Artistic Director, Shotgun Players
In 1992, Patrick Dooley founded Shotgun Players to make great theatre accessible. More than 25 years later, Shotgun Players continues to deliver on that vision, staging bold, ambitious performances that are affordable for all ages, launching the careers of working and young artists, and nurturing the next generation of theatre-lovers. Each year, more than 100 local artists perform six main-stage productions. Shotgun Players also advances social justice through the power of the creative arts, challenging audiences to re-examine their lives. Shotgun is recognized by the arts community as punching way above its weight in terms of artistic risk and engagement of its Berkeley community.
Patrick is a bold, visionary leader who has transformed Shotgun Players from a small, scrappy grassroots theatre company into a highly-respected cultural organization that’s here to stay. In 2004, he secured the Ashby Stage as a permanent home for Shotgun Players, and three years later made it the first fully solar-powered theatre in America. He has further contributed to his community by offering rehearsal space and fellowships to young, diverse artists, and by serving as immediate past-Chair of the Berkeley Cultural Trust, where he helped double City of Berkeley arts funding. Patrick received a B.A. in English from Virginia’s James Madison University, where he was a founding member of the American Shakespeare Center.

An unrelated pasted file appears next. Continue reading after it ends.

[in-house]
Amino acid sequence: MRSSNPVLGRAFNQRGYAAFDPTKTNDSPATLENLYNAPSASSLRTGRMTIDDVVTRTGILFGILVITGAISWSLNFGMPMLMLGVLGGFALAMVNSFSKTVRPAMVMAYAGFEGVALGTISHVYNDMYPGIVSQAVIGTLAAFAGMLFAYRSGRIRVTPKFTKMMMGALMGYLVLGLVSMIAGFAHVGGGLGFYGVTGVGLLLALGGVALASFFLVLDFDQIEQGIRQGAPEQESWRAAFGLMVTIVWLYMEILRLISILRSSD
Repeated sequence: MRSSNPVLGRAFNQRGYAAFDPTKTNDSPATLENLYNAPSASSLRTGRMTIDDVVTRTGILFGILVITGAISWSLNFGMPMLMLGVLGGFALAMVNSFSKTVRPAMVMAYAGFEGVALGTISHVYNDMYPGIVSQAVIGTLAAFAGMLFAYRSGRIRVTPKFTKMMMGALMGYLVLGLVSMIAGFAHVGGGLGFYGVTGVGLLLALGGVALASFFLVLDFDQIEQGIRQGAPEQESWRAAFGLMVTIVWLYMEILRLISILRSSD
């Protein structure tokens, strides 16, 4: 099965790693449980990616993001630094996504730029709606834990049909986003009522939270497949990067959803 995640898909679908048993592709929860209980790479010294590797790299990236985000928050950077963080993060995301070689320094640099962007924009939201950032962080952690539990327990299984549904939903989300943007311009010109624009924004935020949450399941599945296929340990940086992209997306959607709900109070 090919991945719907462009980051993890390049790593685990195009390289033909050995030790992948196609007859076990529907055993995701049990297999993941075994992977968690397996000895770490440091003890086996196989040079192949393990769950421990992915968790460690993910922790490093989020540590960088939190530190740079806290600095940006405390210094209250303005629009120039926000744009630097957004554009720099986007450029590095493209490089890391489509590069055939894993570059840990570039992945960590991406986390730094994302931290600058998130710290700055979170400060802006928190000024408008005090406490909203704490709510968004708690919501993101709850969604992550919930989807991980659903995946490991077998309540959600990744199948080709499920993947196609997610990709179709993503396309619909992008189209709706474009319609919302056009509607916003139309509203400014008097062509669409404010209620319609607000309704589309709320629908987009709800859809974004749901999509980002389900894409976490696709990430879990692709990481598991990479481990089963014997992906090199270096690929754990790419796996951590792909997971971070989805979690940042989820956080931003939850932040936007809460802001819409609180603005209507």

Having run Shotgun Players for more than half his life, Patrick says, “It feels like an important time to step back, take stock, and imagine what could possibly be in store for this next leg of my journey.” During sabbatical, he plans to spend time with his family, travelling abroad with his wife and three young daughters. He’s also excited about the opportunity to distribute leadership responsibilities among his dynamic team during his absence.
“I look forward to returning with a new perspective that will spark more creativity,“ Patrick says. “We’re producing work that is way beyond the expectations for a theatre of our size, and nothing engages me more than doing what others say is impossible.”